Using terahertz to explore the inside of the cell: Joint research group to decipher biomolecules
Since December 2021, Dr. Ellen Adams leads the DRESDEN-concept Research Group for Physical Chemistry of Biomolecular Condensates. Her position with tenure track to a professorship is jointly funded by the Helmholtz-Zentrum Dresden-Rossendorf (HZDR) and the Cluster of Excellence Physics of Life (PoL) at TU Dresden. Ellen Adams aims to use the latest terahertz technologies to decipher biophysical processes of interfaces - so-called membrane-less condensates - in the cell interior, which for example play a role in neurodegenerative diseases.
In order to describe the physical processes that underlie the organization of life in molecules, cells and tissues, excellent infrastructure and interdisciplinary research as well as, above all, international top-class researchers are required. Dresden with the TU Dresden, the Helmholtz-Zentrum Dresden-Rossendorf (HZDR) and other partners in the DRESDEN-concept network has exactly this to offer.
From now on, Ellen Adams will be a part of this scientific community. Starting December 2021, she will be looking deep into cells with her new joint research group on biomolecular condensates at the Cluster of Excellence Physics of Life (PoL) at TU Dresden and Helmholtz-Zentrum Dresden-Rossendorf (HZDR) to unravel the details of how the inside of cells is structured from the level of atoms and molecules. Adams received her PhD in physical chemistry from Ohio State University, USA, in 2016. She then conducted postdoctoral research at KTH Royal Institute of Technology, Stockholm, Sweden, and at Ruhr-Universität Bochum, Germany, where she first investigated the hydration properties of biomolecular condensates using terahertz spectroscopy. “The results of my research have implications not only for biology, but for many other fields in which water is essential, including many areas of physical chemistry, biochemistry, and atmospheric chemistry. Interdisciplinary collaboration between many research areas is essential to achieve my research goals. The Cluster of Excellence PoL and the HZDR offer me a great opportunity to continue my research while living in one of my favorite cities. I’m looking forward to calling Dresden my new home,” the scientist highlights.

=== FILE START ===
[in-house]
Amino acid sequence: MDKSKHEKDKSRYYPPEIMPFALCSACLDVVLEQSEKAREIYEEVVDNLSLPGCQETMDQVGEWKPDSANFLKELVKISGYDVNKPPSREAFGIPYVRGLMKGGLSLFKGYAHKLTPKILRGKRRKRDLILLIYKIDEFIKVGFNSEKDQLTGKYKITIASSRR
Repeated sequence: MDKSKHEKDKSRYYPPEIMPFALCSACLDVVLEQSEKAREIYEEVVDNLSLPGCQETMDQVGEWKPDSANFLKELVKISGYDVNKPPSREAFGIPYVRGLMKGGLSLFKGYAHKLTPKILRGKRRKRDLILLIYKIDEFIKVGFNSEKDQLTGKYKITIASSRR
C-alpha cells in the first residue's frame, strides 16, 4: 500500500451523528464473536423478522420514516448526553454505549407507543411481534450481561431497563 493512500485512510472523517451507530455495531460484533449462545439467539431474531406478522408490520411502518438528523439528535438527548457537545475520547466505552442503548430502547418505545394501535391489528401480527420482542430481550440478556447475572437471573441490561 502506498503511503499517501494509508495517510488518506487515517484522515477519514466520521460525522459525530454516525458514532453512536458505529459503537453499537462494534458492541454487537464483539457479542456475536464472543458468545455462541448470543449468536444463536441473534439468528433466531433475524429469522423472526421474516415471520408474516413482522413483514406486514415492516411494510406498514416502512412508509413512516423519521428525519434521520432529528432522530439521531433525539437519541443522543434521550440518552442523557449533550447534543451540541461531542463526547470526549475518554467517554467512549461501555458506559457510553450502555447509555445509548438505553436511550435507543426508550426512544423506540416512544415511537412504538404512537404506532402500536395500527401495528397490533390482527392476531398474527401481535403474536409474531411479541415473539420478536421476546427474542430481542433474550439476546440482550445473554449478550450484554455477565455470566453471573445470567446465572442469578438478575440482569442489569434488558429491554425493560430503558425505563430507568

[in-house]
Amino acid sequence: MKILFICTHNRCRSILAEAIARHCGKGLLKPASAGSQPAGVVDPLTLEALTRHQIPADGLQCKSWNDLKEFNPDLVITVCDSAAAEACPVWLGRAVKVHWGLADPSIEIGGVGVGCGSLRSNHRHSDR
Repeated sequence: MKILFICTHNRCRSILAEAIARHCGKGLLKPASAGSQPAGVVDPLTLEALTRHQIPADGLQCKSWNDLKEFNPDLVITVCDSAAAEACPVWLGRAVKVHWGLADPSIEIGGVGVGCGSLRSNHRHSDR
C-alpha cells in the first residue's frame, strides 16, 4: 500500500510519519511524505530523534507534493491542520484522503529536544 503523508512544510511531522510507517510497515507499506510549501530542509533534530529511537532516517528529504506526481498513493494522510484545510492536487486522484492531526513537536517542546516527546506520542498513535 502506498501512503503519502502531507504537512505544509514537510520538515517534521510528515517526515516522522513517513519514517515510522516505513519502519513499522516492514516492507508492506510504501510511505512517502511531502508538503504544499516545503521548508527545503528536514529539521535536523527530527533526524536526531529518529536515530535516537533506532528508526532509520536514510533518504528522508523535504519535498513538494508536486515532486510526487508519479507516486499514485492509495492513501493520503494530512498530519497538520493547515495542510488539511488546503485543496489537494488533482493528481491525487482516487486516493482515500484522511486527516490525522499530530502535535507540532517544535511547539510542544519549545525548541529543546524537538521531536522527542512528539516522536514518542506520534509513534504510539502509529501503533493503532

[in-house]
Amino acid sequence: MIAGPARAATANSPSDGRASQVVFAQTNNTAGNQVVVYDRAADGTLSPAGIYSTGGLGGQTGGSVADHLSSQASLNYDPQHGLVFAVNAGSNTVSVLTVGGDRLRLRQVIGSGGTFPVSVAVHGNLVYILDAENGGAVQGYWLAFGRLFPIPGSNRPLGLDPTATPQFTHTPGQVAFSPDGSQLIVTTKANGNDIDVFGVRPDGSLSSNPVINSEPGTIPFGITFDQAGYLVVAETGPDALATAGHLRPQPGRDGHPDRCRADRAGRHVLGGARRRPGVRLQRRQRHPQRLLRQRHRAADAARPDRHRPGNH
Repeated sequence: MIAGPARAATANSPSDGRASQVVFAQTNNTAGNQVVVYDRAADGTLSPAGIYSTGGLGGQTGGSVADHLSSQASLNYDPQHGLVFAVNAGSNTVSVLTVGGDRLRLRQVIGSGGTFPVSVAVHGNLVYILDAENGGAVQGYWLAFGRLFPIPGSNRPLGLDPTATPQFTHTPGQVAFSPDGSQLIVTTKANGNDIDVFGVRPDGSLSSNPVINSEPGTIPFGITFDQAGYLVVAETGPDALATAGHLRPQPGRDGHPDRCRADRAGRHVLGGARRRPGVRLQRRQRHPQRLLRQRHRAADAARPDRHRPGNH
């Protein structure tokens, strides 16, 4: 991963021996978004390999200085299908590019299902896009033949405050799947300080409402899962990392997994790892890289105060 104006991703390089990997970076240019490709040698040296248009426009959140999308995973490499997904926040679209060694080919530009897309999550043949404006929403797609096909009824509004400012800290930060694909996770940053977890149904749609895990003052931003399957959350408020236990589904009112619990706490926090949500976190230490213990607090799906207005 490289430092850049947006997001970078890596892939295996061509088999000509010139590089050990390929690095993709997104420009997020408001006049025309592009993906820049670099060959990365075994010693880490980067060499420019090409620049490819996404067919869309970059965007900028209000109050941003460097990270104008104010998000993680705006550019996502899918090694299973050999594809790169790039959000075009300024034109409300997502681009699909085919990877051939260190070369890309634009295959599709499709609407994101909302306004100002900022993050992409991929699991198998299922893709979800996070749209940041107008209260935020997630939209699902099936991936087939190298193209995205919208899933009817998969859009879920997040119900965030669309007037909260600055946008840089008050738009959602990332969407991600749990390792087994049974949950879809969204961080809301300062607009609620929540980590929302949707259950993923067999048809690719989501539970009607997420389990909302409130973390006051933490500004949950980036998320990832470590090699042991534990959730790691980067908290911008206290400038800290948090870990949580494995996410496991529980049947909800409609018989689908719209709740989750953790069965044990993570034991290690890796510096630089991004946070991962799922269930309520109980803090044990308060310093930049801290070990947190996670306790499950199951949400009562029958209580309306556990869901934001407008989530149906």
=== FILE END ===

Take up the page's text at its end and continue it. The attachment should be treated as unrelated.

Ellen Adams will address fundamental physical phenomena of biological interfaces. Since the invention of the microscope, it is known that certain areas in cells are divided into organelles – areas with different specialized functions in cells. These organelles, such as the cell nucleus, are separated by a biological membrane – a kind of biological interface between the two areas of the cell. All the more astonishing was a discovery made in Dresden: segregated organelles that are membrane-less. These organelles are formed by a so-called liquid-liquid phase separation in the cell interior, which separate droplets from the surrounding liquid without being bound by a membrane, similar to oil droplets in water. Defects in the formation and dissolution of such segregates are associated with various diseases and thus their regulation is an important research topic. This is exactly what Ellen Adams' group will focus on. The goal is to understand and target the physical properties of the interfaces and the role of water as a structural component of these biologically reactive droplets.
At the HZDR, Adams finds the cutting-edge experimental conditions necessary for her projects. This is where it is already possible today to use so-called terahertz radiation for research into biomolecules. These are especially long-wave infrared rays that are specifically absorbed by water molecules. Ellen Adams has worked intensively on the use of this radiation for the study of the water envelope around biological molecules and will share this expertise to the Dresden Cluster of Excellence PoL. TELBE is the name of the existing terahertz source at the HZDR's ELBE (electron linear accelerator for beams of high brilliance and low emittance) beam source. In addition, a fundamental renewal of the accelerator facilities at HZDR is planned: the future project DALI (Dresden Advanced Light Infrastructure). Biophysicist Prof. Karim Fahmy, who has been working as a researcher at the HZDR since 2002, is already looking forward to the close collaboration with Ellen Adams and emphasizes the efficiency of the infrastructure at the HZDR: “The further development of TELBE with regard to highest beam qualities should, among other things, create new experimental possibilities for users from biophysics. Here, the requirements of the groups from DRESDEN-concept are directly relevant for technical developments to keep biological samples functional under experimental conditions. This will once again underpin Dresden's competitiveness as a leading location for science and research.”
All in all, Dresden provides ideal conditions for a successful start of Adams and research results from deep inside the cell.
Editorial: Kim-Astrid Magister
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